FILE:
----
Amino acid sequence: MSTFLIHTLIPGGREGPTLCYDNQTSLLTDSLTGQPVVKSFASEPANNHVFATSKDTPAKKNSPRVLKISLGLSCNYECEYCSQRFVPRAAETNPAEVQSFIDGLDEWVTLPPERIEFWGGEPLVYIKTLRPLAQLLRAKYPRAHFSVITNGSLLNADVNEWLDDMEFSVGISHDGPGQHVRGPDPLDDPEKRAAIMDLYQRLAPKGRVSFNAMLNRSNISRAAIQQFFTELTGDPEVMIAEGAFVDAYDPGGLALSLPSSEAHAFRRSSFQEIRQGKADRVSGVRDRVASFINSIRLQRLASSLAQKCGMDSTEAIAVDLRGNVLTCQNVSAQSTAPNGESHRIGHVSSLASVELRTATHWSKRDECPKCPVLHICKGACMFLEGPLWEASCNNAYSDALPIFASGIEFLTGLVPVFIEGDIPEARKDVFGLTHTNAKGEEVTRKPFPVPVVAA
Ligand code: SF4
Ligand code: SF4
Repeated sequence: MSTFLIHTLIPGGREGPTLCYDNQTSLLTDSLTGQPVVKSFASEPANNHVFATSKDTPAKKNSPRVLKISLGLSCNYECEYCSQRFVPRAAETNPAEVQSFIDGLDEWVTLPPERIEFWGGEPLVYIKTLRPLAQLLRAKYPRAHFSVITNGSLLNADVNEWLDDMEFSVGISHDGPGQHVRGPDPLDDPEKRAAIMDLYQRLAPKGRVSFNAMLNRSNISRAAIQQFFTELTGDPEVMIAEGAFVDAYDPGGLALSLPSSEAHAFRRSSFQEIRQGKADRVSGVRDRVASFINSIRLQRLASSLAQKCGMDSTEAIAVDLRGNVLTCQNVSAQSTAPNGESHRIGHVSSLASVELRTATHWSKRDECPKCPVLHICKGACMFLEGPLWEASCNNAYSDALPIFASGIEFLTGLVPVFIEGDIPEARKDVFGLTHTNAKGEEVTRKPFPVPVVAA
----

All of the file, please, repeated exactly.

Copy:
Amino acid sequence: MSTFLIHTLIPGGREGPTLCYDNQTSLLTDSLTGQPVVKSFASEPANNHVFATSKDTPAKKNSPRVLKISLGLSCNYECEYCSQRFVPRAAETNPAEVQSFIDGLDEWVTLPPERIEFWGGEPLVYIKTLRPLAQLLRAKYPRAHFSVITNGSLLNADVNEWLDDMEFSVGISHDGPGQHVRGPDPLDDPEKRAAIMDLYQRLAPKGRVSFNAMLNRSNISRAAIQQFFTELTGDPEVMIAEGAFVDAYDPGGLALSLPSSEAHAFRRSSFQEIRQGKADRVSGVRDRVASFINSIRLQRLASSLAQKCGMDSTEAIAVDLRGNVLTCQNVSAQSTAPNGESHRIGHVSSLASVELRTATHWSKRDECPKCPVLHICKGACMFLEGPLWEASCNNAYSDALPIFASGIEFLTGLVPVFIEGDIPEARKDVFGLTHTNAKGEEVTRKPFPVPVVAA
Ligand code: SF4
Ligand code: SF4
Repeated sequence: MSTFLIHTLIPGGREGPTLCYDNQTSLLTDSLTGQPVVKSFASEPANNHVFATSKDTPAKKNSPRVLKISLGLSCNYECEYCSQRFVPRAAETNPAEVQSFIDGLDEWVTLPPERIEFWGGEPLVYIKTLRPLAQLLRAKYPRAHFSVITNGSLLNADVNEWLDDMEFSVGISHDGPGQHVRGPDPLDDPEKRAAIMDLYQRLAPKGRVSFNAMLNRSNISRAAIQQFFTELTGDPEVMIAEGAFVDAYDPGGLALSLPSSEAHAFRRSSFQEIRQGKADRVSGVRDRVASFINSIRLQRLASSLAQKCGMDSTEAIAVDLRGNVLTCQNVSAQSTAPNGESHRIGHVSSLASVELRTATHWSKRDECPKCPVLHICKGACMFLEGPLWEASCNNAYSDALPIFASGIEFLTGLVPVFIEGDIPEARKDVFGLTHTNAKGEEVTRKPFPVPVVAA